Has anyone tried Begonia 'Buttercup', Begonia quadrialata subsp. nimbaensis, Begonia versicolor, Begonia chlorosticta, or Begonia limprichtii? Can I grow them outside in the summer and in a wardian case in the winter?
And those dratted rexes. If I put them in an aquarium in my greenhouse, do you think they might survive (although thrive would be my choice)?
I think I'm going to start cruising craigslist in search of aquariums that have a broken seal.
I've seen my mentor grow Buttercup, versicolor, and quadrialata in salad bowls / glass bowls under lights with excellent results.
I have chlorosticta since May and it is growing quite nicely in a plastic lettuce container. I have no intentions of growing this outdoors. B. limprichtii has been a stinker for me. I have it under a clear cup but it is sulking. If it ever starts growing I might have a different opinion of it.
The problem with rexes in aquariums is that often the aquarium is not big enough. One particular rex I decided to grow in an aquarium is Pink Diamonds. It has thrived in this tank (120 gallons). The bad thing is it is shading out rajah. So the answer is yes, rexes can thrive inside a tank but often it is not big enough since the begonia can grow bigger in this environment rather than outdoors or in normal house air.
Here is a picture of one of my mentors' many tanks. This one has several rexes in it plus U404. When her begonias become too big, she starts a new one and used to hand off her big one to her husband to grow outdoors or winter over in a fiberglass greenhouse.
I was just going to put the pots in the aquarium, but I see that you have a layer of soil. Is that for moisture or are some of your begonias planted in it? I have sphagnum moss that I could use for moisture retention. What do you do about pm?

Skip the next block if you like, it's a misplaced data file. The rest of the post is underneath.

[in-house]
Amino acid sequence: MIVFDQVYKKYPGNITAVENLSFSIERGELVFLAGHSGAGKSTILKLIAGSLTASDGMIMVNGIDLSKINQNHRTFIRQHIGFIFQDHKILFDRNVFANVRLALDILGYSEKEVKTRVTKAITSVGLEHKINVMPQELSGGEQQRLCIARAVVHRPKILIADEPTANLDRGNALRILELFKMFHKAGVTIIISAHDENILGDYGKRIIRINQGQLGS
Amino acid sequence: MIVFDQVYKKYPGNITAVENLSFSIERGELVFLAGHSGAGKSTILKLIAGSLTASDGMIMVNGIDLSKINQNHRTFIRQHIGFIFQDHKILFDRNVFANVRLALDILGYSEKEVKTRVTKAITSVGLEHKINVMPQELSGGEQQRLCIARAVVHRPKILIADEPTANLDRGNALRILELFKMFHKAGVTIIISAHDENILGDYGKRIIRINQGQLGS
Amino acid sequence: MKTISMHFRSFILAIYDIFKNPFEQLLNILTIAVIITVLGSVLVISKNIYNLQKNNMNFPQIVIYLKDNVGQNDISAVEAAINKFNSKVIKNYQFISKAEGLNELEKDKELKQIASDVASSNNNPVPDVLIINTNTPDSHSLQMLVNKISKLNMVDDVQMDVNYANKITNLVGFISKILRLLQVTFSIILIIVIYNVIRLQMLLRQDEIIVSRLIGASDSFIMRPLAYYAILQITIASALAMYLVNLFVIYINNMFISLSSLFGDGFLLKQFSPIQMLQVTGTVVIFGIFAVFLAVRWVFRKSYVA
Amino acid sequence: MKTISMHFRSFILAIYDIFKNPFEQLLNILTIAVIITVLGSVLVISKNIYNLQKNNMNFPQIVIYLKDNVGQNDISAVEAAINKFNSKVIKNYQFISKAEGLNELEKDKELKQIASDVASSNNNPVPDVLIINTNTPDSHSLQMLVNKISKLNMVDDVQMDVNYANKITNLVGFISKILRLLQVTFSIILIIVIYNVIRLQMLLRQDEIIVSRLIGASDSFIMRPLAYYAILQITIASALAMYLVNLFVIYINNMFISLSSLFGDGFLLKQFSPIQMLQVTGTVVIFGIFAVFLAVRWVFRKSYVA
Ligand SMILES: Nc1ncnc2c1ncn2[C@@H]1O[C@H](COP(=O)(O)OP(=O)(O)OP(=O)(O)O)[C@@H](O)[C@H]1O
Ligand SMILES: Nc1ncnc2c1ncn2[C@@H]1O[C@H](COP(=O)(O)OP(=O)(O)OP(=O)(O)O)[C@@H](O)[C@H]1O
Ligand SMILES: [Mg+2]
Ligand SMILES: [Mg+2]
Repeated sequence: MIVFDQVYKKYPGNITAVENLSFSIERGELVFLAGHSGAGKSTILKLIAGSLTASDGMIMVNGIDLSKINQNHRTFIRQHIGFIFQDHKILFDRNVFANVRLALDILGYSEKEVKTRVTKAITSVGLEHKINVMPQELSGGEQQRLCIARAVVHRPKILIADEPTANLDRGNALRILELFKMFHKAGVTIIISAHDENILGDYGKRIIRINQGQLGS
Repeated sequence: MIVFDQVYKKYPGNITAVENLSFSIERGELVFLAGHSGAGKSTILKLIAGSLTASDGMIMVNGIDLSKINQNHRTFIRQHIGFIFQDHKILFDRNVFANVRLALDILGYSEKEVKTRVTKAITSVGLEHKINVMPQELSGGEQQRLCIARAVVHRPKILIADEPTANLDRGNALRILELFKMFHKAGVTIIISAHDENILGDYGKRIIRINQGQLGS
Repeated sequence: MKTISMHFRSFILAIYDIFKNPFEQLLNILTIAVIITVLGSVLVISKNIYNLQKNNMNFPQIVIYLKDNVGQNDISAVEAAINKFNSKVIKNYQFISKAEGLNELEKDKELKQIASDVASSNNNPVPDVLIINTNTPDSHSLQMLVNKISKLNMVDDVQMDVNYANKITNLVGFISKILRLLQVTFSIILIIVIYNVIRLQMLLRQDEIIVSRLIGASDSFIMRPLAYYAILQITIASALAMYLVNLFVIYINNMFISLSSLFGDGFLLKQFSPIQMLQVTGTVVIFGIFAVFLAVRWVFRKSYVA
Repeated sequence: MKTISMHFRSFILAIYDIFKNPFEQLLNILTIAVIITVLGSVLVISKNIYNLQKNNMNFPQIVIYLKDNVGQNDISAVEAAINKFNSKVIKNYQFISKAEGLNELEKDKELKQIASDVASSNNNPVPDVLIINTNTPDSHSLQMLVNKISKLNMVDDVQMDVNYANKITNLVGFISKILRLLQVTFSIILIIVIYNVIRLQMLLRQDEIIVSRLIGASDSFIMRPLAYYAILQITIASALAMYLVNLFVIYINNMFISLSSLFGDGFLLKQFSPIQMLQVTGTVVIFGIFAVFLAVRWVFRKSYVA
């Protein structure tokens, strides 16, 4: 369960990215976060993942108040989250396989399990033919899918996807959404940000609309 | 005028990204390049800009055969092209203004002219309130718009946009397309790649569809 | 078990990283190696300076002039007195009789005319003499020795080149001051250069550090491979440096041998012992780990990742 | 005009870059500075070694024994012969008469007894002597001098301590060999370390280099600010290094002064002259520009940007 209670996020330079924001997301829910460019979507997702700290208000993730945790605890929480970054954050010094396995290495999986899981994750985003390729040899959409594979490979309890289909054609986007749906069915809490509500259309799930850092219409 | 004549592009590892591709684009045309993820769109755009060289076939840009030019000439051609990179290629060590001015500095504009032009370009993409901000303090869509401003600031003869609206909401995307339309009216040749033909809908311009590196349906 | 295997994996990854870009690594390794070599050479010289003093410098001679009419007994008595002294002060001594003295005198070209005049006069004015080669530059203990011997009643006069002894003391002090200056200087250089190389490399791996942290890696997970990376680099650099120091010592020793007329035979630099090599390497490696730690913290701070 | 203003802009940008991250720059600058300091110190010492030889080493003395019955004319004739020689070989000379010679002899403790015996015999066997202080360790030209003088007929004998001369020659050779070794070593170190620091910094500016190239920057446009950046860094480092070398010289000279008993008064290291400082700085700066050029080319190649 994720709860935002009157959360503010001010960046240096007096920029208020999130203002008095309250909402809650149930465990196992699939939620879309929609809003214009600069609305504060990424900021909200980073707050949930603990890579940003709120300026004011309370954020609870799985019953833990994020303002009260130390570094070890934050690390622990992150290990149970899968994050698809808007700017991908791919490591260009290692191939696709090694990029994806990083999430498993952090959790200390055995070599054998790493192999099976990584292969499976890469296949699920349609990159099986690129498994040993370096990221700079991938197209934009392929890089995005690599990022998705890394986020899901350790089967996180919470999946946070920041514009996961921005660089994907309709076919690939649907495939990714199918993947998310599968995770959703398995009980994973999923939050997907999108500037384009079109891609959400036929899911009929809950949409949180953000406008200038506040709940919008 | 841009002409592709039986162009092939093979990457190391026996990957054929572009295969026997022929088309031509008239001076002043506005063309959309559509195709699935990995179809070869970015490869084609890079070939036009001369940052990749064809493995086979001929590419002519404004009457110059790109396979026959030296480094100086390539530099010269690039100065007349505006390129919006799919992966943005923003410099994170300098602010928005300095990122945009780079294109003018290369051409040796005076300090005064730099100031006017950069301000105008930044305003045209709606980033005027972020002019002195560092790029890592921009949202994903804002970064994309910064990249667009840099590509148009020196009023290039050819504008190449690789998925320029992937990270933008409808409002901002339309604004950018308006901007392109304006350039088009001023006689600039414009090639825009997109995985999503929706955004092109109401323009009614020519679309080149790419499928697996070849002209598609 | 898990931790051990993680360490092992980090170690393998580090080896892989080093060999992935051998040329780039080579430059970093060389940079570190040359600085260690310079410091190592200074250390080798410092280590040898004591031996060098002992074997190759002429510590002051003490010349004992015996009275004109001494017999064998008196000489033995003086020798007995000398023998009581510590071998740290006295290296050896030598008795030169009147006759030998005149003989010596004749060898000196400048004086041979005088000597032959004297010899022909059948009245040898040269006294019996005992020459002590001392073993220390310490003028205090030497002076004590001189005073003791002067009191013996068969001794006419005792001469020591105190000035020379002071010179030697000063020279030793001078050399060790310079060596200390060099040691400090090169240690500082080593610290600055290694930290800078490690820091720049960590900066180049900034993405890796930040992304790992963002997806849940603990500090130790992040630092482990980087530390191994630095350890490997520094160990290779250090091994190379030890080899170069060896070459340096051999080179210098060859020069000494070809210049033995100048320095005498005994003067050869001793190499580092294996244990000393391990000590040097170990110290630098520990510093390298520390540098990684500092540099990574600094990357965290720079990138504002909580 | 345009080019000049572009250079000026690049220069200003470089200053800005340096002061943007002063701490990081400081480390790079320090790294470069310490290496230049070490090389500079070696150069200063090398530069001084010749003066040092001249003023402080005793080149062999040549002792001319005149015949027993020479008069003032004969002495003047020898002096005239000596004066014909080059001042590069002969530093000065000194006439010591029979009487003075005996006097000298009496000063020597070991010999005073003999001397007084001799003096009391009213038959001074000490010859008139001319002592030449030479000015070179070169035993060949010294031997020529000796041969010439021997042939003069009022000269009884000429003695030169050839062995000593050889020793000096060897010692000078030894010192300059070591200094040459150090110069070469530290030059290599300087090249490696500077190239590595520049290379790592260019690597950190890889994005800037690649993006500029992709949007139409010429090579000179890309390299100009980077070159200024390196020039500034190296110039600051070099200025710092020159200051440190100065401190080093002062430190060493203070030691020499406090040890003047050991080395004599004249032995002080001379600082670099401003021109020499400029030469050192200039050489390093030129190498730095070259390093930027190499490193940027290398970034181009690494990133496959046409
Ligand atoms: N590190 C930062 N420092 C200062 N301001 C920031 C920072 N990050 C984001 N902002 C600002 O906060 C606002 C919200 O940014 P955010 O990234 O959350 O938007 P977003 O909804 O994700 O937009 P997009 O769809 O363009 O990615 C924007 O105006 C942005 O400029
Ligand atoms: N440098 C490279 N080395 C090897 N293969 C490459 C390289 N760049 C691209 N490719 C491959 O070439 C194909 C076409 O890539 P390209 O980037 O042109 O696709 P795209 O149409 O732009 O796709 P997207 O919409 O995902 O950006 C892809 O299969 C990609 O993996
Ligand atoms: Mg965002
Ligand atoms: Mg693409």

You can put potted plants in and also put the plants directly in the soil. There are advantages for either way.
PM is not a problem if you have sterile conditions to begin with. It only becomes a problem if you put an infected plant in and it spreads to other plants. In that case start spraying with a fungicide (or Milstop). The biggest problems I've faced are rot from too much moisture and drying out. Fungal outbreaks can be disastrous but usually occur when it is very moist and rotted leaves are allowed to become breeding grounds.
I water if I see wilt. You should never ever have standing water. You want to water very sparingly because once it is wet, it becomes difficult to remove all the excess water.
One suggestion by a terrarium guru is one tablespoon of water at a time. In other words sprinkle in one tablespoon of water, cover, and come back a little bit later (an hour?) to see if the plant(s) have perked up. If not, then another tablespoon.
Personally I don't go by this little nugget. It is good to start with but pretty soon you get an idea on how much to add at a time. If you add too much then it is harder to get the excess out than add some more in. If you vent too long, it can dry out faster than you think. If you added too much you will see how much condensation there is. It is a balancing act. My medium sized tank can stay pretty dry in the middle but the walls can stay quite wet. I use a turkey baster to squirt some water in the middle, then vent to get rid of some of the wall moisture.
In other terrariums, I just place the potted plant in the jar or tank. Then when it is time to water I lift the potted plant out, water the pot like I would normally, let it drain, then place it back in the vessel (sometimes I wipe the container out to clean excess moisture and any algae growth). There will always be excess moisture this way but no standing water. I may water every few weeks with this method.
Here is a picture of my bipi in a tall jar. Lots of condensation after watering a few days earlier. If you see rot, then vent the top a little bit.